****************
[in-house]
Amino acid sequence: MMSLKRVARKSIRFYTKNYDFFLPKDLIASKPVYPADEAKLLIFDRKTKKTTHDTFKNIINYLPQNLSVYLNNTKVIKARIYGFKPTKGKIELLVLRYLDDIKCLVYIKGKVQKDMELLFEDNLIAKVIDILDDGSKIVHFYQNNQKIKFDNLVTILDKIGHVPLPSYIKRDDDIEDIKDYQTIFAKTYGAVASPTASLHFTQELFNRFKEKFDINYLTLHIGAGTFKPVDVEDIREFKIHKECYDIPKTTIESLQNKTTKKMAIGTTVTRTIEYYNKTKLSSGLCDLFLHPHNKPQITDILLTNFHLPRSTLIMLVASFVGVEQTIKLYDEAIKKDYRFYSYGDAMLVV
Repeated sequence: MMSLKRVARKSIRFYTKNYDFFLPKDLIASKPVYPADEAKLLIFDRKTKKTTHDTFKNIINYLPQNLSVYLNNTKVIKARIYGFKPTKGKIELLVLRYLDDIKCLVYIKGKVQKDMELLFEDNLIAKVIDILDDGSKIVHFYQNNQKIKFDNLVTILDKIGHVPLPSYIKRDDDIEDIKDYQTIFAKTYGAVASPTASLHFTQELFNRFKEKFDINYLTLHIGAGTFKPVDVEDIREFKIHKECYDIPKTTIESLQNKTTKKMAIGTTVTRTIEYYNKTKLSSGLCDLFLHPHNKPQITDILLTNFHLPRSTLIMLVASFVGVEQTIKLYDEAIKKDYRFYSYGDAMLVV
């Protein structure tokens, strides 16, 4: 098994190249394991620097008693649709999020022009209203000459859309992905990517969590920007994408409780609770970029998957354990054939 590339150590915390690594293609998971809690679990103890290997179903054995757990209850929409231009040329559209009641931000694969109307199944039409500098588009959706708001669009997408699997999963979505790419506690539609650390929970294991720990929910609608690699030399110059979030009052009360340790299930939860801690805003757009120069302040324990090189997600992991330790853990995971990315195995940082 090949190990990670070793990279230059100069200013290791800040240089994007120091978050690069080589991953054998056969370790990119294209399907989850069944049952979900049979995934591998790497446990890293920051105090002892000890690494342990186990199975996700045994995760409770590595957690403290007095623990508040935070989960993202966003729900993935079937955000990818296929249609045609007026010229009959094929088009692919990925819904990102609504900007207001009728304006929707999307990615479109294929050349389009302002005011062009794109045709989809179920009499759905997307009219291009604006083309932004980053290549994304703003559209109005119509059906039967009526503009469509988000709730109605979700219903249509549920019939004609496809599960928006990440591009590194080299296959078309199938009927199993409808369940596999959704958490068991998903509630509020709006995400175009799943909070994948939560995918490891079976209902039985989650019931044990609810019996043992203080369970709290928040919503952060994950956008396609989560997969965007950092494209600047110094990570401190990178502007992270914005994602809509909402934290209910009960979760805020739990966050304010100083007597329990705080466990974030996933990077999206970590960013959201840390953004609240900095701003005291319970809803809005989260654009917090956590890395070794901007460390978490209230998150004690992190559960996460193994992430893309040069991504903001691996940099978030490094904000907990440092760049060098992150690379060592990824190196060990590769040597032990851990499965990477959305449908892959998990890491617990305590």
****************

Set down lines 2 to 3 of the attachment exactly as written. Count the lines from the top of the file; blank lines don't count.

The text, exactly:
Amino acid sequence: MMSLKRVARKSIRFYTKNYDFFLPKDLIASKPVYPADEAKLLIFDRKTKKTTHDTFKNIINYLPQNLSVYLNNTKVIKARIYGFKPTKGKIELLVLRYLDDIKCLVYIKGKVQKDMELLFEDNLIAKVIDILDDGSKIVHFYQNNQKIKFDNLVTILDKIGHVPLPSYIKRDDDIEDIKDYQTIFAKTYGAVASPTASLHFTQELFNRFKEKFDINYLTLHIGAGTFKPVDVEDIREFKIHKECYDIPKTTIESLQNKTTKKMAIGTTVTRTIEYYNKTKLSSGLCDLFLHPHNKPQITDILLTNFHLPRSTLIMLVASFVGVEQTIKLYDEAIKKDYRFYSYGDAMLVV
Repeated sequence: MMSLKRVARKSIRFYTKNYDFFLPKDLIASKPVYPADEAKLLIFDRKTKKTTHDTFKNIINYLPQNLSVYLNNTKVIKARIYGFKPTKGKIELLVLRYLDDIKCLVYIKGKVQKDMELLFEDNLIAKVIDILDDGSKIVHFYQNNQKIKFDNLVTILDKIGHVPLPSYIKRDDDIEDIKDYQTIFAKTYGAVASPTASLHFTQELFNRFKEKFDINYLTLHIGAGTFKPVDVEDIREFKIHKECYDIPKTTIESLQNKTTKKMAIGTTVTRTIEYYNKTKLSSGLCDLFLHPHNKPQITDILLTNFHLPRSTLIMLVASFVGVEQTIKLYDEAIKKDYRFYSYGDAMLVV